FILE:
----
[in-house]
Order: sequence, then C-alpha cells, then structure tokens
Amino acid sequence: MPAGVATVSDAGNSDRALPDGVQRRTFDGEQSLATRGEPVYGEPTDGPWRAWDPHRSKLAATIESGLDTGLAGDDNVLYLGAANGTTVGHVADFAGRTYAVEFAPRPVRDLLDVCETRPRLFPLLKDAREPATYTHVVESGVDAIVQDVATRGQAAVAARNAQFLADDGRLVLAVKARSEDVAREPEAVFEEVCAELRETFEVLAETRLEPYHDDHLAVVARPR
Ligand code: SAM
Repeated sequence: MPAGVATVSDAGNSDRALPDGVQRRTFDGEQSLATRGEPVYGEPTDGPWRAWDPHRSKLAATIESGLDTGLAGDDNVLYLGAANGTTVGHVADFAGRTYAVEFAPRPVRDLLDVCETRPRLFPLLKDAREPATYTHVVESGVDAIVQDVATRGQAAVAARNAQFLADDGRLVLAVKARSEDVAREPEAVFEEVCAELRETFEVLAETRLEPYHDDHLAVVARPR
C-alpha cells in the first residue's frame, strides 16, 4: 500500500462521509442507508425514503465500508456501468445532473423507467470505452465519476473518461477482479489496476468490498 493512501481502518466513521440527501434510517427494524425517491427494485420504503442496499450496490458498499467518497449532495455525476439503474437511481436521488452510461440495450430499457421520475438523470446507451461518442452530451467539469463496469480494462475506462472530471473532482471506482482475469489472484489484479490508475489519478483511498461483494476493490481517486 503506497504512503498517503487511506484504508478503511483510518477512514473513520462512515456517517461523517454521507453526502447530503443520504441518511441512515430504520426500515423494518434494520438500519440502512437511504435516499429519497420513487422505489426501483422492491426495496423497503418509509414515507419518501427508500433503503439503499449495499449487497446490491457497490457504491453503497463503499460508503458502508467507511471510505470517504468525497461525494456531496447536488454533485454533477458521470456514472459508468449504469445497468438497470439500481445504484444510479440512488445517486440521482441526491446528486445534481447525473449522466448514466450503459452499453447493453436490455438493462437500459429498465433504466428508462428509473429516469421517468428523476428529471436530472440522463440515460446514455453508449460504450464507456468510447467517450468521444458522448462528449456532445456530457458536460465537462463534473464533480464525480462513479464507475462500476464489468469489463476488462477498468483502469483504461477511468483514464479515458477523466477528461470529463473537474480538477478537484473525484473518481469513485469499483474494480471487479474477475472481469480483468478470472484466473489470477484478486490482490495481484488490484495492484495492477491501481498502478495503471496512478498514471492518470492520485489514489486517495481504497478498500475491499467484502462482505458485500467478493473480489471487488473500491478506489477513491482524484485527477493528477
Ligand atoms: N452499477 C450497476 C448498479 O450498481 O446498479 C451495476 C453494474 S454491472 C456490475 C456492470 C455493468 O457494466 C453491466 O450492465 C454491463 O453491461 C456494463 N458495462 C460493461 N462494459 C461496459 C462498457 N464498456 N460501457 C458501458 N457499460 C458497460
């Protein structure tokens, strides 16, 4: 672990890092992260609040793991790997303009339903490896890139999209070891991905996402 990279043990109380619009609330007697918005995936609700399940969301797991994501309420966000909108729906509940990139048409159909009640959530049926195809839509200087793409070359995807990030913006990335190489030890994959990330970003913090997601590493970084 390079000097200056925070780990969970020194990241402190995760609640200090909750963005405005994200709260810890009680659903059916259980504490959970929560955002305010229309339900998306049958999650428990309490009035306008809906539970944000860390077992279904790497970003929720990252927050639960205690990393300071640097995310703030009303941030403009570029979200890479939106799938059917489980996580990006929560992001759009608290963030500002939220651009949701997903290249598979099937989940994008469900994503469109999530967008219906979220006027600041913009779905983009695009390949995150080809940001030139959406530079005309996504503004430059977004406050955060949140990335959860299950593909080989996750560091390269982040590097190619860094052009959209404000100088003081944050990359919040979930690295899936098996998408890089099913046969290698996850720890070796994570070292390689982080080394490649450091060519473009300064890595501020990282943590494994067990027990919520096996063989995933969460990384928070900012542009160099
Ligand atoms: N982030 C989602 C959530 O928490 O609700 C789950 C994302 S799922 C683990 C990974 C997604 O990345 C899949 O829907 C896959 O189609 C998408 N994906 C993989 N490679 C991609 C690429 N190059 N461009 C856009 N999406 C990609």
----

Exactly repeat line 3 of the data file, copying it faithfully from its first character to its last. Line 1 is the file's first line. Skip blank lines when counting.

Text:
Amino acid sequence: MPAGVATVSDAGNSDRALPDGVQRRTFDGEQSLATRGEPVYGEPTDGPWRAWDPHRSKLAATIESGLDTGLAGDDNVLYLGAANGTTVGHVADFAGRTYAVEFAPRPVRDLLDVCETRPRLFPLLKDAREPATYTHVVESGVDAIVQDVATRGQAAVAARNAQFLADDGRLVLAVKARSEDVAREPEAVFEEVCAELRETFEVLAETRLEPYHDDHLAVVARPR